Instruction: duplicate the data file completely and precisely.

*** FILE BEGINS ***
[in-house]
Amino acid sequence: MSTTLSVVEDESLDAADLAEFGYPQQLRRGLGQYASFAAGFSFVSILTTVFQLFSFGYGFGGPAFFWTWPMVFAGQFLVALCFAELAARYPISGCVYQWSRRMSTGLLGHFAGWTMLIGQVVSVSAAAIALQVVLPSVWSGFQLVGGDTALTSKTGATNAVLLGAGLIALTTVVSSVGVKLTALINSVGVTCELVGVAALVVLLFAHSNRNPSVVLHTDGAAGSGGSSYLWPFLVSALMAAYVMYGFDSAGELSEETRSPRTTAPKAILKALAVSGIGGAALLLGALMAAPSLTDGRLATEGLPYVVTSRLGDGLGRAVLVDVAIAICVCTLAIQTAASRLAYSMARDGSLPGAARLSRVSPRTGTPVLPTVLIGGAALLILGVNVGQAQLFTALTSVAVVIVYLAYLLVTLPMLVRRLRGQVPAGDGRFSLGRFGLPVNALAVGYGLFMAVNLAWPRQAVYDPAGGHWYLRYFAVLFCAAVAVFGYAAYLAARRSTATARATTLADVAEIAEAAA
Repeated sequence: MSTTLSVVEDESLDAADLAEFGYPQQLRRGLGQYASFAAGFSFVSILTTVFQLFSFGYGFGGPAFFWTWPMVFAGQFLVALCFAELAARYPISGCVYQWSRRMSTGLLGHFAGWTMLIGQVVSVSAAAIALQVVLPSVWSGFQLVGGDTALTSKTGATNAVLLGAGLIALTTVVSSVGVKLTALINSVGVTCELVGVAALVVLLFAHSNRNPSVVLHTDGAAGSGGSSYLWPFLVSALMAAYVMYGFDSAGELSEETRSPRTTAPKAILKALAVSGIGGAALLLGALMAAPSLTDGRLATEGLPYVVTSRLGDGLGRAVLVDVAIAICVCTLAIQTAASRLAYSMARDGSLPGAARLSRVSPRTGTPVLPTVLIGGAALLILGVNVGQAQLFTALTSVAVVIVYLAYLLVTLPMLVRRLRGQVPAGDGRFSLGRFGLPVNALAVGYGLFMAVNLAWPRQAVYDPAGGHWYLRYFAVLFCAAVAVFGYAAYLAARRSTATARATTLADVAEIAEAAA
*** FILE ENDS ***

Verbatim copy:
[in-house]
Amino acid sequence: MSTTLSVVEDESLDAADLAEFGYPQQLRRGLGQYASFAAGFSFVSILTTVFQLFSFGYGFGGPAFFWTWPMVFAGQFLVALCFAELAARYPISGCVYQWSRRMSTGLLGHFAGWTMLIGQVVSVSAAAIALQVVLPSVWSGFQLVGGDTALTSKTGATNAVLLGAGLIALTTVVSSVGVKLTALINSVGVTCELVGVAALVVLLFAHSNRNPSVVLHTDGAAGSGGSSYLWPFLVSALMAAYVMYGFDSAGELSEETRSPRTTAPKAILKALAVSGIGGAALLLGALMAAPSLTDGRLATEGLPYVVTSRLGDGLGRAVLVDVAIAICVCTLAIQTAASRLAYSMARDGSLPGAARLSRVSPRTGTPVLPTVLIGGAALLILGVNVGQAQLFTALTSVAVVIVYLAYLLVTLPMLVRRLRGQVPAGDGRFSLGRFGLPVNALAVGYGLFMAVNLAWPRQAVYDPAGGHWYLRYFAVLFCAAVAVFGYAAYLAARRSTATARATTLADVAEIAEAAA
Repeated sequence: MSTTLSVVEDESLDAADLAEFGYPQQLRRGLGQYASFAAGFSFVSILTTVFQLFSFGYGFGGPAFFWTWPMVFAGQFLVALCFAELAARYPISGCVYQWSRRMSTGLLGHFAGWTMLIGQVVSVSAAAIALQVVLPSVWSGFQLVGGDTALTSKTGATNAVLLGAGLIALTTVVSSVGVKLTALINSVGVTCELVGVAALVVLLFAHSNRNPSVVLHTDGAAGSGGSSYLWPFLVSALMAAYVMYGFDSAGELSEETRSPRTTAPKAILKALAVSGIGGAALLLGALMAAPSLTDGRLATEGLPYVVTSRLGDGLGRAVLVDVAIAICVCTLAIQTAASRLAYSMARDGSLPGAARLSRVSPRTGTPVLPTVLIGGAALLILGVNVGQAQLFTALTSVAVVIVYLAYLLVTLPMLVRRLRGQVPAGDGRFSLGRFGLPVNALAVGYGLFMAVNLAWPRQAVYDPAGGHWYLRYFAVLFCAAVAVFGYAAYLAARRSTATARATTLADVAEIAEAAA